As a marking of a "milestone" for my high school year at my alma mater Punahou in Honolulu, I just finished a series of paintings of night blooming cereus, a spectacular flower of the cactus family which only blooms at night and sometimes only once a year. These incredible plants live on a lava rock wall surrounding the campus, thus the Hawaiian name, panini o kapunahou. One of these paintings will be in the Punahou Carnival Art Gallery in February 2018.
Gallery 3, Redwood Art Association, 603 F St., Eureka, April 12-May 12, 2017, Arts Alive!, Sat., May 6
Several framed pieces, many unframed, notecards, and two new Hawaiian pieces...a mini-Open Studios since I'm in town for a short while. See you there! p.s. I'll be gallery sitting on Wed., April 12, 12-5 p.m., if you want to come by and chat.
Facebook followers! Check out the Honolulu Museum's Facebook page where my painting is posted. I entered a contest where artists were invited to enter a work of art inspired by one in the museum. I was inspired by Fantin La-Tour's Vase of Peonies. I had never tried anything like this before, but then, I thought, oh yeah, I know how to do vase and flowers! Although I didn't win, it was a fun exercise to re-interpret one of my favorite paintings in the Impressionist Gallery, trying to capture La-Tour's exquisite use of light to create the lushness of those petals.
Excited to announce that my paintings are at Ramone's Harrison in Eureka. I have 11 paintings from the show at Upstairs Gallery, and they'll be up until Oct. 12th. I hope you'll be able to stop by, get a cup of coffee, and enjoy my art!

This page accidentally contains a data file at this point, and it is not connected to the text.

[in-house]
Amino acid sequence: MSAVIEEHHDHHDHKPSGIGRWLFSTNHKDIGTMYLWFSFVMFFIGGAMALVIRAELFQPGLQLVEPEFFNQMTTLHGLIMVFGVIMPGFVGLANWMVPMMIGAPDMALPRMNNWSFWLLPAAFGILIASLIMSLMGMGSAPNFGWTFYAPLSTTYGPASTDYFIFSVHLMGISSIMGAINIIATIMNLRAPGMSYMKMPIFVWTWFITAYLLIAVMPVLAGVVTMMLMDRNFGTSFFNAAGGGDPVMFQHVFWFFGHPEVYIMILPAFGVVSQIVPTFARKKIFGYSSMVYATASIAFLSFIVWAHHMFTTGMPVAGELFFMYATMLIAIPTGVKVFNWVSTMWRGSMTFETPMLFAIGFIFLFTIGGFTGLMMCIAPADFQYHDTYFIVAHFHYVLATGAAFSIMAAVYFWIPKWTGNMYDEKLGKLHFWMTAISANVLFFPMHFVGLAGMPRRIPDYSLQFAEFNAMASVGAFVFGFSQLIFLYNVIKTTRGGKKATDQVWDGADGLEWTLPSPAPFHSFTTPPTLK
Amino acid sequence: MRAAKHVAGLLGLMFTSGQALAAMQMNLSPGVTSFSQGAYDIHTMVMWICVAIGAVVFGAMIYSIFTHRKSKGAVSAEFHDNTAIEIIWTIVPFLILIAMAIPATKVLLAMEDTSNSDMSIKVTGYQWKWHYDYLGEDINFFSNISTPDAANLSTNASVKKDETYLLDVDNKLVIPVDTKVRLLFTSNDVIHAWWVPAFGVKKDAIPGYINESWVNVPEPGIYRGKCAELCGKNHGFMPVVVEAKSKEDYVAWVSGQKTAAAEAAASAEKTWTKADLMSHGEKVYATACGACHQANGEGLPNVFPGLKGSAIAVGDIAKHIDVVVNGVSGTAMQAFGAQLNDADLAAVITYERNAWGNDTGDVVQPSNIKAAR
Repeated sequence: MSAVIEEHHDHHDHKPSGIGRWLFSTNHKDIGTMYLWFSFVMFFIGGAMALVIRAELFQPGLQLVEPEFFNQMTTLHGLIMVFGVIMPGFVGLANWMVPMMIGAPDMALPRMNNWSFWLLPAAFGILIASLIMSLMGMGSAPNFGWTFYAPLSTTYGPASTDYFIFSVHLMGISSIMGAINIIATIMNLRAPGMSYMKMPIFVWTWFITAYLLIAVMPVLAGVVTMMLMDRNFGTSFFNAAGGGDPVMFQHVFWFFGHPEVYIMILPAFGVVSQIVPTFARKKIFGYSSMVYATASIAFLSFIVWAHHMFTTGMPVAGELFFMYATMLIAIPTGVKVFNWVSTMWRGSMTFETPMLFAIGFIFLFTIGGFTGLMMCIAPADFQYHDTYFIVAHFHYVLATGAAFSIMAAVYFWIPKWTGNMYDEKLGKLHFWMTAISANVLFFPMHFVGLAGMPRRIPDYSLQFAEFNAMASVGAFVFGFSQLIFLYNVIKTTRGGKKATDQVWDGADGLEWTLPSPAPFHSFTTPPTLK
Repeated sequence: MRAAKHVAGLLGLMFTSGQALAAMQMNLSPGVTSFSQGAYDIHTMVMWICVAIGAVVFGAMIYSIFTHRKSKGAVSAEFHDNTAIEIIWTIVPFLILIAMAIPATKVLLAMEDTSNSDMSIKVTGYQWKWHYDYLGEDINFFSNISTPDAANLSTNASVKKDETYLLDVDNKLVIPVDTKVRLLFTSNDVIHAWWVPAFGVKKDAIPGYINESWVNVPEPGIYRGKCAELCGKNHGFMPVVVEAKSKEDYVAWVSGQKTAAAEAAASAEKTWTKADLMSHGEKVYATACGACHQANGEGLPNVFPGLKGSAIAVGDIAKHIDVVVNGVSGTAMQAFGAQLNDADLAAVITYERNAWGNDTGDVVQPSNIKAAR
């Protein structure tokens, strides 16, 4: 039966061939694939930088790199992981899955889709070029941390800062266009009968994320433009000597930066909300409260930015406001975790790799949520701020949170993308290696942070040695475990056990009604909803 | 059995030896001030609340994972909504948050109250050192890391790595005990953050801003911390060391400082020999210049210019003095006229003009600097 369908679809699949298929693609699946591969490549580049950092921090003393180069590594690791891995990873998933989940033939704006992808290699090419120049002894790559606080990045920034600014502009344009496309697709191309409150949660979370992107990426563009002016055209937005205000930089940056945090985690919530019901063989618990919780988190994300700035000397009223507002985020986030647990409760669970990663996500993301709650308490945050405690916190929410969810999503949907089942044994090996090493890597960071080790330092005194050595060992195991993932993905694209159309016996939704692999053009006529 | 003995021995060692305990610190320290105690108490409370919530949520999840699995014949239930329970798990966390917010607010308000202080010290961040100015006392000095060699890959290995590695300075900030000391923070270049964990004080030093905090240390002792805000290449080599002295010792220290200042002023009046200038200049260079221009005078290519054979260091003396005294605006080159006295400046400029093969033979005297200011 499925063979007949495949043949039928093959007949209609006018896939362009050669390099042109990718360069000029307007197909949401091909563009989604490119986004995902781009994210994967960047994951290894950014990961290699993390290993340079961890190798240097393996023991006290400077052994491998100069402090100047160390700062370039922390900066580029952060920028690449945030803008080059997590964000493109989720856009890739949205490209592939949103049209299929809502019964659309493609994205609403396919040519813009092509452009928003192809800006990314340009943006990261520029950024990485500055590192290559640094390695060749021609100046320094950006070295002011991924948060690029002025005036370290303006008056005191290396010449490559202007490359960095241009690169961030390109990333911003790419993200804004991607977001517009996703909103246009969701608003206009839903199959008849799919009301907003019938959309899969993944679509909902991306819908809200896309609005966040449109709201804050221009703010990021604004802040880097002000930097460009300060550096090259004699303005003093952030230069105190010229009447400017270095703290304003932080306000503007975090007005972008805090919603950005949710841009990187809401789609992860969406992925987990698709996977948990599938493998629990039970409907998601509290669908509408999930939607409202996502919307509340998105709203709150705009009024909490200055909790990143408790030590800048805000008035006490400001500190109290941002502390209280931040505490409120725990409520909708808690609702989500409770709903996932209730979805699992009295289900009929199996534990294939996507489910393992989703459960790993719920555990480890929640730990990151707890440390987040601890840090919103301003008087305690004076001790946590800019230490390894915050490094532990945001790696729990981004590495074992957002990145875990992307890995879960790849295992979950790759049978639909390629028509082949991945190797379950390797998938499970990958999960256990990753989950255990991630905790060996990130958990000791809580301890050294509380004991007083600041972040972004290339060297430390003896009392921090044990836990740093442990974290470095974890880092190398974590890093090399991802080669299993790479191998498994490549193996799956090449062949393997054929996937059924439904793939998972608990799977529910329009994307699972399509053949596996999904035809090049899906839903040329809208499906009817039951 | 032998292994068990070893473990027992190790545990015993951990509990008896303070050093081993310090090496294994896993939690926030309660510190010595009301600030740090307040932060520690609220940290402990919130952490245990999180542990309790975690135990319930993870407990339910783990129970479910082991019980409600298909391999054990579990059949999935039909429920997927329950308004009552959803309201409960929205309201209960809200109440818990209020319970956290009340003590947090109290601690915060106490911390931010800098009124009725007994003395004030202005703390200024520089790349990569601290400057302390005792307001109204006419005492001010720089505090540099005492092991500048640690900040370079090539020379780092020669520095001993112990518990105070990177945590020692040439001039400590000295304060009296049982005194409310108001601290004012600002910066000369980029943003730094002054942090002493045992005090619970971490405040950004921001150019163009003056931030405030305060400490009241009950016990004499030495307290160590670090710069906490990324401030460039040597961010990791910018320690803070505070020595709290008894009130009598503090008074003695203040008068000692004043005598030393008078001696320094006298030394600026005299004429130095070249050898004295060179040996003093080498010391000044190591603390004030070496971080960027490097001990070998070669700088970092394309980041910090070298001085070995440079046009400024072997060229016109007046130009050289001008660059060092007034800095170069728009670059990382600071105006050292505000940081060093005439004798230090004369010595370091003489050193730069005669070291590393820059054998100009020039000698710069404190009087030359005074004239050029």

Getting ready for show in Arcata at Upstairs Art Gallery... It's been a challenge because I've been traveling so much, but I'm excited about showing some new paintings on new paper, painted in a new manner. I usually paint from life - the only way for me to really "see and understand" what I'm painting, but this time I painted from a photograph of a Cup of Gold plant in my yard in Hawaii (of course, only after "being" with it for years!) After doing some reading about this incredible flower I discovered that it's scientific name is Solandra maxima, is a member of the nightshade family, and is not native to Hawaii, but instead, to Mexico, the Caribbean, and South America. In fact, it is an invasive pest, but I still love the large, showy flowers that bloom only for a short time, reminding me of how transient beauty really is. I hope you can come to my show which will be up from June 10-July3 with a reception at 6 p.m. during Arts! Arcata. The show is titled "Still:Life." Here is a little about the show --
I'm entranced by the life of the flower - its beauty in form and function, the emotion it evokes after a long winter. Somehow it calls to me, and I respond by trying to capture its essence. I know its foolish to try to hang on to what is going to die so soon, but it makes me happy to see this piece of Nature brought inside.
Of course, I don't think about this when I am painting. I just paint what I see, and let it carry me away.